Fractional Flow Reserve (FFR)
Fractional flow reserve (FFR) measurement involves determining the ratio between the maximum achievable blood flow in a diseased coronary artery and the theoretical maximum flow in a normal coronary artery. An FFR of 1.0 is widely accepted as normal. An FFR lower than 0.75-0.80 is generally considered to be associated with myocardial ischemia (MI).
FFR is easily measured during routine coronary angiography by using a pressure wire to calculate the ratio between coronary pressure distal to a coronary artery stenosis and aortic pressure under conditions of maximum myocardial hyperemia.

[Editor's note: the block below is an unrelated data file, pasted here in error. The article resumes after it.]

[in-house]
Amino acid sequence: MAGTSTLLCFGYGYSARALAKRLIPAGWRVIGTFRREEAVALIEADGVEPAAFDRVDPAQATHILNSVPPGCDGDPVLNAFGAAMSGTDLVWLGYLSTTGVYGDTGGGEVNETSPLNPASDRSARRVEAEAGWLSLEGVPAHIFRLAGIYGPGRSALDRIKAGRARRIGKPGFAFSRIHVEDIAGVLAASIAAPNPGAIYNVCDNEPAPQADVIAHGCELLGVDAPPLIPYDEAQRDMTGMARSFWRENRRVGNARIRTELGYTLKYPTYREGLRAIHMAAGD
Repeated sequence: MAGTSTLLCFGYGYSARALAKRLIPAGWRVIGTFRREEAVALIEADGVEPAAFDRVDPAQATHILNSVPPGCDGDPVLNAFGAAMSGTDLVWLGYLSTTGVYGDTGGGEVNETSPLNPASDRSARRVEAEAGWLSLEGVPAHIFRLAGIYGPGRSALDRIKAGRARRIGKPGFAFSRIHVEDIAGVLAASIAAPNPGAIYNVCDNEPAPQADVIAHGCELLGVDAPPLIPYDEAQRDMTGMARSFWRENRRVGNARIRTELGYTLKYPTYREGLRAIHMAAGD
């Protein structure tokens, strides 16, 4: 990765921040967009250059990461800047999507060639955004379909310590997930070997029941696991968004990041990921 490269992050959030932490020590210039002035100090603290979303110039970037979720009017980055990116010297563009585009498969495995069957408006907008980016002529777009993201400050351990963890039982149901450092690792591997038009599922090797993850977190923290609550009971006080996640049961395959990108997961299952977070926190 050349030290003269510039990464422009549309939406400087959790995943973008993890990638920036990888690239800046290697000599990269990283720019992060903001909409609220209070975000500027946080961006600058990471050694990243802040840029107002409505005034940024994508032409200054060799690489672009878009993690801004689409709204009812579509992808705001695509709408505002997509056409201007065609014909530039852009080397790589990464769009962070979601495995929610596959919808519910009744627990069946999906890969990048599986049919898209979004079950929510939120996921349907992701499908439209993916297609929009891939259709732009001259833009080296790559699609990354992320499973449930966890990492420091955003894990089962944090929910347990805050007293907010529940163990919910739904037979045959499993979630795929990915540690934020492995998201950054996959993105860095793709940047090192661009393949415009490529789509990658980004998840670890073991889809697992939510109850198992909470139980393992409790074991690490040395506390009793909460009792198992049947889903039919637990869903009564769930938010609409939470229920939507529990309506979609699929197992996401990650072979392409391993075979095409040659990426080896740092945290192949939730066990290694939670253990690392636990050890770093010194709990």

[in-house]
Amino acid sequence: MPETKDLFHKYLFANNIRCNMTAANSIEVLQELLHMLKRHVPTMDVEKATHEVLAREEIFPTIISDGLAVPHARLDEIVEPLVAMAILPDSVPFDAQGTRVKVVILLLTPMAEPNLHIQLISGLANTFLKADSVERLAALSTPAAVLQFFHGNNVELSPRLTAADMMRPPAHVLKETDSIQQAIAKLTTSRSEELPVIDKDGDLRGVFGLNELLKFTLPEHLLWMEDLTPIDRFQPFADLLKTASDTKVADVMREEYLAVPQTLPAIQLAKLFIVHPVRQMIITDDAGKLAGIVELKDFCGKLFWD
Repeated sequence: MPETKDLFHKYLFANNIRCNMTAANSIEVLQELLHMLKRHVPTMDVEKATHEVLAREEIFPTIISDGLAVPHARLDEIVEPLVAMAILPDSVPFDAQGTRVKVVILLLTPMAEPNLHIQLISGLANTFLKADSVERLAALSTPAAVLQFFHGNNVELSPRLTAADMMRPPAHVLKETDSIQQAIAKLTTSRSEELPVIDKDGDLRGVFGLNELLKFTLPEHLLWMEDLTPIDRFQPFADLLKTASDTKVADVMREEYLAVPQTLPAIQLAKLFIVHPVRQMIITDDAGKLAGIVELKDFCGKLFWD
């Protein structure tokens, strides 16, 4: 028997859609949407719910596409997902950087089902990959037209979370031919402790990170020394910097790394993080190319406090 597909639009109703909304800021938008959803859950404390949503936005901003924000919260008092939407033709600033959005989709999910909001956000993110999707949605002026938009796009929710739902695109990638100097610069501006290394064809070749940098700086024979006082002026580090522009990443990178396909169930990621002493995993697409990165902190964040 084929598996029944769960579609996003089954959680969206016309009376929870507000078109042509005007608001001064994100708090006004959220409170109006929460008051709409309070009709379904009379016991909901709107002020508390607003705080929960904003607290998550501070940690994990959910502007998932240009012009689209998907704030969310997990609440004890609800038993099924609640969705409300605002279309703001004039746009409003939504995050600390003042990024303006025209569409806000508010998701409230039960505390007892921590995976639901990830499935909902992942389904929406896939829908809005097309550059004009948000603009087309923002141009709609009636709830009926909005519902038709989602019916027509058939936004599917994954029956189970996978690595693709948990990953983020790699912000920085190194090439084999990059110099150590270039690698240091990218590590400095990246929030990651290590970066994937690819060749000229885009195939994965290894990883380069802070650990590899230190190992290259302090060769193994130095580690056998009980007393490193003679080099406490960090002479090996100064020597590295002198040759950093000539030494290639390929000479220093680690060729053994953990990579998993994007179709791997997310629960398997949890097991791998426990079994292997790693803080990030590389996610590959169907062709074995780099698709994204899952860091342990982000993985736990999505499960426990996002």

- To determine the physiologic and hemodynamic significance of an angiographically intermediate coronary stenosis.
- To identify appropriate culprit lesion(s) in multi-vessel coronary artery disease (CAD).
- To measure the functional importance of stenosis in the presence of distal collateral flow.
- To identify the precise location of a coronary lesion when the angiographic image is unclear.